First published June 2, 2014 - More info
Stressful events during early childhood can have a profound lifelong influence on emotional and cognitive behaviors. However, the mechanisms by which stress affects neonatal brain circuit formation are poorly understood. Here, we show that neonatal social isolation disrupts molecular, cellular, and circuit developmental processes, leading to behavioral dysfunction. Neonatal isolation prevented long-term potentiation and experience-dependent synaptic trafficking of α-amino-3-hydroxy-5-methylisoxazole-4-propionic acid (AMPA) receptors normally occurring during circuit formation in the rodent barrel cortex. This inhibition of AMPA receptor trafficking was mediated by an increase of the stress glucocorticoid hormone and was associated with reduced calcium/calmodulin-dependent protein kinase type II (CaMKII) signaling, resulting in attenuated whisker sensitivity at the cortex. These effects led to defects in whisker-dependent behavior in juvenile animals. These results indicate that neonatal social isolation alters neuronal plasticity mechanisms and perturbs the initial establishment of a normal cortical circuit, which potentially explains the long-lasting behavioral effects of neonatal stress.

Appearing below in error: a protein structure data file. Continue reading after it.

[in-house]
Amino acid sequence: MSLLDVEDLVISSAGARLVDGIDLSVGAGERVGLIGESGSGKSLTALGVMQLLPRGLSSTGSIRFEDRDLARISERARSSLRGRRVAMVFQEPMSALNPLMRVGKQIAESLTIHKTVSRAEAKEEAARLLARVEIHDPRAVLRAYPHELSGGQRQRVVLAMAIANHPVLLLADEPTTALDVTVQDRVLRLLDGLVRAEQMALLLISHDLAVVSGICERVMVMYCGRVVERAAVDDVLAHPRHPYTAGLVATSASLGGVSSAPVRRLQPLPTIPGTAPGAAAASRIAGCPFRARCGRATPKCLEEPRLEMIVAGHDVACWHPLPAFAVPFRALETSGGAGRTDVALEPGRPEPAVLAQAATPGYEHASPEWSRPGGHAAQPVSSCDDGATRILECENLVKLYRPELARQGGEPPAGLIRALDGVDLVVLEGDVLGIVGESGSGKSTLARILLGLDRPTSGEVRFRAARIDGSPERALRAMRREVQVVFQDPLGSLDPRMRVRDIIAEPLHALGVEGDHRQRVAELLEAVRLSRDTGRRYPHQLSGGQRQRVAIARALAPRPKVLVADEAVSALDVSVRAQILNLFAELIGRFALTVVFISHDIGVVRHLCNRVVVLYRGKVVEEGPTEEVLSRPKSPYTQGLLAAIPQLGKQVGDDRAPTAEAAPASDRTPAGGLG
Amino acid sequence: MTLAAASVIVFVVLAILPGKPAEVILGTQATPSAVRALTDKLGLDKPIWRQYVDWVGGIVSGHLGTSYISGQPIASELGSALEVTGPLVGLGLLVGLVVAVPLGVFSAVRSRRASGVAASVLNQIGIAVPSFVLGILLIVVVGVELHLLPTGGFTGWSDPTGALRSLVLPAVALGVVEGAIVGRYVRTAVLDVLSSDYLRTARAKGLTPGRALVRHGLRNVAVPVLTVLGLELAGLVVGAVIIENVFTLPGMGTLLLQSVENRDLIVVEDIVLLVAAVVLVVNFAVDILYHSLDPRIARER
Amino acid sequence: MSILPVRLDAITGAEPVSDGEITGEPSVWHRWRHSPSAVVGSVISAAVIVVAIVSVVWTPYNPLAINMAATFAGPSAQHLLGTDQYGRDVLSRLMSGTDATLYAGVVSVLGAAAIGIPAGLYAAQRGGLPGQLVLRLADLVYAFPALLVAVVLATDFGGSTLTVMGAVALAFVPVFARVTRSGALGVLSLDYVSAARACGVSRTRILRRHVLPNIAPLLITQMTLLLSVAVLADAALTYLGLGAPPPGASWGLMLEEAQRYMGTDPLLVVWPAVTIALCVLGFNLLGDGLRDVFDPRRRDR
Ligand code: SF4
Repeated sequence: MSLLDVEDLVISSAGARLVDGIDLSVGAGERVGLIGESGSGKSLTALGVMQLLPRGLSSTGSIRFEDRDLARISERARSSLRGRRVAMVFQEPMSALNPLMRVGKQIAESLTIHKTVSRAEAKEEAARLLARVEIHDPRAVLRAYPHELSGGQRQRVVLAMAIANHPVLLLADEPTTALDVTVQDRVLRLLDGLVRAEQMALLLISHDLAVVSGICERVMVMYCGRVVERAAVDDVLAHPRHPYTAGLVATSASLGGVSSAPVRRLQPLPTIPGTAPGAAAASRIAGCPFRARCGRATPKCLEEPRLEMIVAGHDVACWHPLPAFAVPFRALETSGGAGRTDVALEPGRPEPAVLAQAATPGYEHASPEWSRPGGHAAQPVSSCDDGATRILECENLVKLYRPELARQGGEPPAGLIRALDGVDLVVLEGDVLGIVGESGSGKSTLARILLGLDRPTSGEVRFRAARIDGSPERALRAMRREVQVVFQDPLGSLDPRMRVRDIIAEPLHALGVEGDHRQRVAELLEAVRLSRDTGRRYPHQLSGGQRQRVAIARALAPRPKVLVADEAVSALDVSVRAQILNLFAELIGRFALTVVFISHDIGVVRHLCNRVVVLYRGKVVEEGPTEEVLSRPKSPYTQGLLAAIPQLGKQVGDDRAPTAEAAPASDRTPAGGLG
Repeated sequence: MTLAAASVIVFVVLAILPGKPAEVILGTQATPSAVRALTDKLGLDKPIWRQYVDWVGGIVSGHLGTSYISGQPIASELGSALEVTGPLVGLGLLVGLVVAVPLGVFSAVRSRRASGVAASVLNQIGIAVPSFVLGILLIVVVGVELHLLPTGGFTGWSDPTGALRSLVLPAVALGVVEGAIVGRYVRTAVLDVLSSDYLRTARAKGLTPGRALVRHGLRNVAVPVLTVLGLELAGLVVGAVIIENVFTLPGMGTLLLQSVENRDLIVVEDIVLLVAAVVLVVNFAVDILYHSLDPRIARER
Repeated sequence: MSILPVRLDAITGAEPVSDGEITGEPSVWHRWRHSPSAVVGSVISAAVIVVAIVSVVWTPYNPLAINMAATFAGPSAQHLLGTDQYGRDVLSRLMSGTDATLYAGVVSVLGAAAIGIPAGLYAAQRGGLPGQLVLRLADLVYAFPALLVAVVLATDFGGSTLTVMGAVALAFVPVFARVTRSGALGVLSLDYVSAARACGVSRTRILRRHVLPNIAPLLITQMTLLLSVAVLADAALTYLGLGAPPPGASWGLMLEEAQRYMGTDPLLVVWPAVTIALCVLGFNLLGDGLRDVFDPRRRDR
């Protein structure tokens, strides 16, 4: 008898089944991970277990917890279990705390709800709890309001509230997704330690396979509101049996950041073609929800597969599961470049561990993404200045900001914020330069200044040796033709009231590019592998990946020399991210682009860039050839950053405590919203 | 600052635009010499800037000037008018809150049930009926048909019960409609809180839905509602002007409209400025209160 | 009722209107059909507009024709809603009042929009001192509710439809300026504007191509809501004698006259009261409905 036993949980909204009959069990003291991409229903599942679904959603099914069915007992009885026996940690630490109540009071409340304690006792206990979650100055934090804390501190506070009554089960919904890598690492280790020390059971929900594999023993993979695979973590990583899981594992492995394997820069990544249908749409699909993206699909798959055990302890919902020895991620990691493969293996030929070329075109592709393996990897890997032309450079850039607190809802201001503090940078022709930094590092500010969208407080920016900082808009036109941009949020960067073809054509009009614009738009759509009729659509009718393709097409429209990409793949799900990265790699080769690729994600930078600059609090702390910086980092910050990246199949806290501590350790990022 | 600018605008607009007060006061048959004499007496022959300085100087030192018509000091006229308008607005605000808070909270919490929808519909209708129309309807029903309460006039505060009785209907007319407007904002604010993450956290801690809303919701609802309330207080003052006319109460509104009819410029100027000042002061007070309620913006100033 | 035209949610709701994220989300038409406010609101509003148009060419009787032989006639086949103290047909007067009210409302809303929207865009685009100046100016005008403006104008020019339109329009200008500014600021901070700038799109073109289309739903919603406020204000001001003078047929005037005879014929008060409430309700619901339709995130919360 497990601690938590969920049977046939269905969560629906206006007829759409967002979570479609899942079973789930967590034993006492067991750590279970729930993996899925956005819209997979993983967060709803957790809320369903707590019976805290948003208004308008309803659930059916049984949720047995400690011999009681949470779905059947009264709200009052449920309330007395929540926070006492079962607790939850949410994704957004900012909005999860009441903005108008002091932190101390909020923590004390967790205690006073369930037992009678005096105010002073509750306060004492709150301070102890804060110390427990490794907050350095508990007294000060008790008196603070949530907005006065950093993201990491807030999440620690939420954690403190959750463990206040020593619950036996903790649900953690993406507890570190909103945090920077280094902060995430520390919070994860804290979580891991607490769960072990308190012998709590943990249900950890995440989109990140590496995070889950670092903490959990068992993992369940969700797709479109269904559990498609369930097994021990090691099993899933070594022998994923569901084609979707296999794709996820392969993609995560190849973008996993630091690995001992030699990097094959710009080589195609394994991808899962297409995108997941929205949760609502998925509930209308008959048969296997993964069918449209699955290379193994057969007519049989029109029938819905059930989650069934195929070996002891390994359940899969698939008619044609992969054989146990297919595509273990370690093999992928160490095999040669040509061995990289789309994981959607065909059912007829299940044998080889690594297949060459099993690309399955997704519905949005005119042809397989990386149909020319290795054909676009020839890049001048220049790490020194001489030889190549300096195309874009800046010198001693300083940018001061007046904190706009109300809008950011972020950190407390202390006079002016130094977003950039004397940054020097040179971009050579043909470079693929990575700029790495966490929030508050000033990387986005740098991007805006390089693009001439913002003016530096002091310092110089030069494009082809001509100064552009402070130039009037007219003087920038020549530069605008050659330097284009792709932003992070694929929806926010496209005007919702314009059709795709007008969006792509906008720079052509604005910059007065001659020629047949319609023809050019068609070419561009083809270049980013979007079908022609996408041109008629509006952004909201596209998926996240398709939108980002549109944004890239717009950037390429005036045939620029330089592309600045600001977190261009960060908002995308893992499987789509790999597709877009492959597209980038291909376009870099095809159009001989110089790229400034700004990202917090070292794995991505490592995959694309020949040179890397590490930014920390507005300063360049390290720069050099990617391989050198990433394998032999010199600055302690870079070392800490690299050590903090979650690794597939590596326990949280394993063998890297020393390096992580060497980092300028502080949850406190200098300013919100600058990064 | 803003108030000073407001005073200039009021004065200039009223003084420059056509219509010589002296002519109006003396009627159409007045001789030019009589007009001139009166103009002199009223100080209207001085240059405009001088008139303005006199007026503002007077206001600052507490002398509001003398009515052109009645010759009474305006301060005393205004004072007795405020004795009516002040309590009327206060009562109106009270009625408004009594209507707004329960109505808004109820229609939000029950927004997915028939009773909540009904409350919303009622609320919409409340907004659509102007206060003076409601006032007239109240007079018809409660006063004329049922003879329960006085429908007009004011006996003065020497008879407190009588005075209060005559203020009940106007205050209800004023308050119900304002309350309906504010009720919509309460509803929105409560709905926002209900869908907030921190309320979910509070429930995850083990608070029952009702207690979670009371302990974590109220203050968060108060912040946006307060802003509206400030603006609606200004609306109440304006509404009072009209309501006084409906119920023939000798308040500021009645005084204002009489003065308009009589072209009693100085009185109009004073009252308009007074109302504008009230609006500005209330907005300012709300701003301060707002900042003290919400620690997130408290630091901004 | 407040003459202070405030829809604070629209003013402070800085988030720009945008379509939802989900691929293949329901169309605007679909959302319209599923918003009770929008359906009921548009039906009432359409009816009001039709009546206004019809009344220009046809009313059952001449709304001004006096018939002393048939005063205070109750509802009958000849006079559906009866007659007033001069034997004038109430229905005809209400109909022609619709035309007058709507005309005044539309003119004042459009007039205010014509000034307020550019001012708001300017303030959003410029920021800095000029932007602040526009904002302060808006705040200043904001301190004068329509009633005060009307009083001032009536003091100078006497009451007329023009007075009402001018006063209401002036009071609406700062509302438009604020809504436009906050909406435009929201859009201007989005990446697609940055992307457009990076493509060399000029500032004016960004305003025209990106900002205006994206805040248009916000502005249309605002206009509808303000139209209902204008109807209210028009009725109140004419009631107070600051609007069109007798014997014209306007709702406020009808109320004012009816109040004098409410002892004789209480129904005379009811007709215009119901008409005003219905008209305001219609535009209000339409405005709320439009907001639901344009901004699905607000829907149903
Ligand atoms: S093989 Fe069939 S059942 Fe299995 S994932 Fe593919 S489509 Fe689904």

Tomoyuki Miyazaki, Kenkichi Takase, Waki Nakajima, Hirobumi Tada, Daisuke Ohya, Akane Sano, Takahisa Goto, Hajime Hirase, Roberto Malinow, Takuya Takahashi
Original citation: J. Clin. Invest. 2012;122(7):2690–2701. doi:10.1172/JCI63060.
Citation for this corrigendum: J. Clin. Invest. 2014;124(6):2807. doi:10.1172/JCI76901.
During the preparation of this manuscript, raw Western blotting data were inadvertently not included in the Supplemental material file, and a sentence referring to that data was not included at the end of the Figure 4 legend and also at the end of the Supplemental Figure 1 legend. The data have been added to the Supplemental material as Supplemental Figure 7, and the correct sentence is below.
See also Supplemental Figure 7.
The authors regret the error.